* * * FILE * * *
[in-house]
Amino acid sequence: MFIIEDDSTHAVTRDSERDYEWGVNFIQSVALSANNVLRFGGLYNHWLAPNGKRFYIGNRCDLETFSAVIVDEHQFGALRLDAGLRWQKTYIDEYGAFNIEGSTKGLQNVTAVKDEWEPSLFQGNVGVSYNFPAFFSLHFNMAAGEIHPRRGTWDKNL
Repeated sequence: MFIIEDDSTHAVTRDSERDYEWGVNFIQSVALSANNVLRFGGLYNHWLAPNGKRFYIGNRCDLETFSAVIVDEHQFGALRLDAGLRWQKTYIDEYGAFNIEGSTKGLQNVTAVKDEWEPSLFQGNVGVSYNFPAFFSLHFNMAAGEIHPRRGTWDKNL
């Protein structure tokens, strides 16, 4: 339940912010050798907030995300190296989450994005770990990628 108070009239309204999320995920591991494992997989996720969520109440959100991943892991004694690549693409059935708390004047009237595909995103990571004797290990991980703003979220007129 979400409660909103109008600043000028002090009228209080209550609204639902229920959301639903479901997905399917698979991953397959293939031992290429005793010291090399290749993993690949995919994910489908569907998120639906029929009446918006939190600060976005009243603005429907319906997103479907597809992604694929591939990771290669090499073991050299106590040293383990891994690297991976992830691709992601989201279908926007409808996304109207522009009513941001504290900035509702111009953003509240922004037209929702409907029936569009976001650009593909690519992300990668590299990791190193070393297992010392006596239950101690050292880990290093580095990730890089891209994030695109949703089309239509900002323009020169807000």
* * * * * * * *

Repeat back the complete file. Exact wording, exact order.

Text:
[in-house]
Amino acid sequence: MFIIEDDSTHAVTRDSERDYEWGVNFIQSVALSANNVLRFGGLYNHWLAPNGKRFYIGNRCDLETFSAVIVDEHQFGALRLDAGLRWQKTYIDEYGAFNIEGSTKGLQNVTAVKDEWEPSLFQGNVGVSYNFPAFFSLHFNMAAGEIHPRRGTWDKNL
Repeated sequence: MFIIEDDSTHAVTRDSERDYEWGVNFIQSVALSANNVLRFGGLYNHWLAPNGKRFYIGNRCDLETFSAVIVDEHQFGALRLDAGLRWQKTYIDEYGAFNIEGSTKGLQNVTAVKDEWEPSLFQGNVGVSYNFPAFFSLHFNMAAGEIHPRRGTWDKNL
């Protein structure tokens, strides 16, 4: 339940912010050798907030995300190296989450994005770990990628 108070009239309204999320995920591991494992997989996720969520109440959100991943892991004694690549693409059935708390004047009237595909995103990571004797290990991980703003979220007129 979400409660909103109008600043000028002090009228209080209550609204639902229920959301639903479901997905399917698979991953397959293939031992290429005793010291090399290749993993690949995919994910489908569907998120639906029929009446918006939190600060976005009243603005429907319906997103479907597809992604694929591939990771290669090499073991050299106590040293383990891994690297991976992830691709992601989201279908926007409808996304109207522009009513941001504290900035509702111009953003509240922004037209929702409907029936569009976001650009593909690519992300990668590299990791190193070393297992010392006596239950101690050292880990290093580095990730890089891209994030695109949703089309239509900002323009020169807000």